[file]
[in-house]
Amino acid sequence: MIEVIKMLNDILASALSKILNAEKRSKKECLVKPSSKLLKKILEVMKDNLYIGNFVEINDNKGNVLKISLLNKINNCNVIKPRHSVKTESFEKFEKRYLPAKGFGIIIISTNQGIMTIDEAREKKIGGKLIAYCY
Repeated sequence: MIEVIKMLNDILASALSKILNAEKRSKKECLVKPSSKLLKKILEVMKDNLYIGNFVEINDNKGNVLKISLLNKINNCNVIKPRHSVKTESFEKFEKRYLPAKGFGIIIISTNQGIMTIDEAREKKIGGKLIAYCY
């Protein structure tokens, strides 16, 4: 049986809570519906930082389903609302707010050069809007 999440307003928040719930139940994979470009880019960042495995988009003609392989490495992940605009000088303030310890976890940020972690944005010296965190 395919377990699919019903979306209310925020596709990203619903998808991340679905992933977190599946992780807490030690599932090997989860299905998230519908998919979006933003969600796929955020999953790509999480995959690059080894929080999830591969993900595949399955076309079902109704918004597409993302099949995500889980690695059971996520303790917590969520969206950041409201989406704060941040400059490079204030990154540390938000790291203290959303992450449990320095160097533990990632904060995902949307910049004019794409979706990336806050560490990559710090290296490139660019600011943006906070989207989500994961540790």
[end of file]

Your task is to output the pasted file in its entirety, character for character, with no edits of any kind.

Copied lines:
[in-house]
Amino acid sequence: MIEVIKMLNDILASALSKILNAEKRSKKECLVKPSSKLLKKILEVMKDNLYIGNFVEINDNKGNVLKISLLNKINNCNVIKPRHSVKTESFEKFEKRYLPAKGFGIIIISTNQGIMTIDEAREKKIGGKLIAYCY
Repeated sequence: MIEVIKMLNDILASALSKILNAEKRSKKECLVKPSSKLLKKILEVMKDNLYIGNFVEINDNKGNVLKISLLNKINNCNVIKPRHSVKTESFEKFEKRYLPAKGFGIIIISTNQGIMTIDEAREKKIGGKLIAYCY
């Protein structure tokens, strides 16, 4: 049986809570519906930082389903609302707010050069809007 999440307003928040719930139940994979470009880019960042495995988009003609392989490495992940605009000088303030310890976890940020972690944005010296965190 395919377990699919019903979306209310925020596709990203619903998808991340679905992933977190599946992780807490030690599932090997989860299905998230519908998919979006933003969600796929955020999953790509999480995959690059080894929080999830591969993900595949399955076309079902109704918004597409993302099949995500889980690695059971996520303790917590969520969206950041409201989406704060941040400059490079204030990154540390938000790291203290959303992450449990320095160097533990990632904060995902949307910049004019794409979706990336806050560490990559710090290296490139660019600011943006906070989207989500994961540790």